This eventually compelled the generals to look further afield for new arms suppliers. Myanmar approached Russia, other East European countries and even North Korea.
Myanmar generals purchased Russian MiG-29s after a border clash with Thailand in February 2001 showed up the inadequacy of Myanmar’s China-made aircraft, such as the F-7 IIK, against Thailand’s US-made F-16 fighters.
Shortly after the border clash, the Tatmadaw purchased 12 MiG-29s in 2001. In 2009 it negotiated a further purchase of 20 MiG-29s. Then, the acquisition was reportedly Russia’s biggest fighter deal since Algeria scrapped an agreement to buy 34 MiG-29s.
The Tatmadaw also turned to Russia for military modernisation and training. This started before Min Aung Hlaing became Commander-in-Chief in 2011. Vice Senior-General Maung Aye, the second-in-command of the State Peace and Development Council (SPDC), made the overture with the consent of SPDC supremo Senior General Than Shwe, according to military and related sources.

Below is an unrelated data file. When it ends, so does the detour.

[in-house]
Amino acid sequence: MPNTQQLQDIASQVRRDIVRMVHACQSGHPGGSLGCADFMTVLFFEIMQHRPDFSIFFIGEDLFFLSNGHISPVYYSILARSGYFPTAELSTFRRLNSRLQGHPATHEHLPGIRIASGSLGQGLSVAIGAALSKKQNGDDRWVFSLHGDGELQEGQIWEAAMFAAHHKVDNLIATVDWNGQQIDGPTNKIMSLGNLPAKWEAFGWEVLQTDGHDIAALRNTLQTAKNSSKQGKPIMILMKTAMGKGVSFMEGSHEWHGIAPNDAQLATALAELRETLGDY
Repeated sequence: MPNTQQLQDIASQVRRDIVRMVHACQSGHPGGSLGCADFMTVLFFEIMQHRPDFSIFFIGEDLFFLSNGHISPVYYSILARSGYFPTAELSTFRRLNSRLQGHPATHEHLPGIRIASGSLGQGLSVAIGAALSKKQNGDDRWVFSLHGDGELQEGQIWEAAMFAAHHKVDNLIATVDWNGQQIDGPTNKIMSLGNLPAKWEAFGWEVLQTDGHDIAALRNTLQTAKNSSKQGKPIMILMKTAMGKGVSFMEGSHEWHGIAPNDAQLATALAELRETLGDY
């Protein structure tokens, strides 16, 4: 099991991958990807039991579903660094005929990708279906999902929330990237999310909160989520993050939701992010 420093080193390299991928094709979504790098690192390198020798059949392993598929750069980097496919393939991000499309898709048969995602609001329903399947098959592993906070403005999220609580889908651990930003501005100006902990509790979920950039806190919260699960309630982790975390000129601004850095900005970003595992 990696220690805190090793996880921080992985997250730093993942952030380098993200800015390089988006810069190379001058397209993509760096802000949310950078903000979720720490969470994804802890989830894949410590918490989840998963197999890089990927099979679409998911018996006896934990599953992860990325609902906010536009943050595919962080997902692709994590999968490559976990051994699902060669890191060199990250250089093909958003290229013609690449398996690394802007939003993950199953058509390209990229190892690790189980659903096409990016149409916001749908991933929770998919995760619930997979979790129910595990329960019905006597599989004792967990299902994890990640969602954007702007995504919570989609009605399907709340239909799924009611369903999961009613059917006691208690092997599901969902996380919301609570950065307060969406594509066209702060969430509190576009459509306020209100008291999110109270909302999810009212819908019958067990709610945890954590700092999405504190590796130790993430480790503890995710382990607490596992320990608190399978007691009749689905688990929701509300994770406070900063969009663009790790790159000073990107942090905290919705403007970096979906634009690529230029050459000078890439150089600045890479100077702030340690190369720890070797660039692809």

The same retired major-general who divulged the Tatmadaw’s dissatisfaction with China also shared that both Tatmadaw generals – Than Shwe and Maung Aye – fought against the China-backed Communist Party of Burma. He added that they both understood “where the real external threat lay”.
AWKWARDNESS IN MYANMAR-CHINA RELATIONS
There has also been an awkwardness in the junta’s relations with China after the 2021 coup, underscored by China’s concerns to safeguard its economic interests in Myanmar. This may have persuaded the current crop of generals to recall their mentor Maung Aye’s idea of seeking a new partner and arms supplier in Russia.
Unlike other generals who had visited China since taking power, Min Aung Hlaing has not been to China since the coup. The junta has also rebuffed a Chinese request for Sun Guoxiang, its special envoy for Asian Affairs, to meet Aung San Suu Kyi.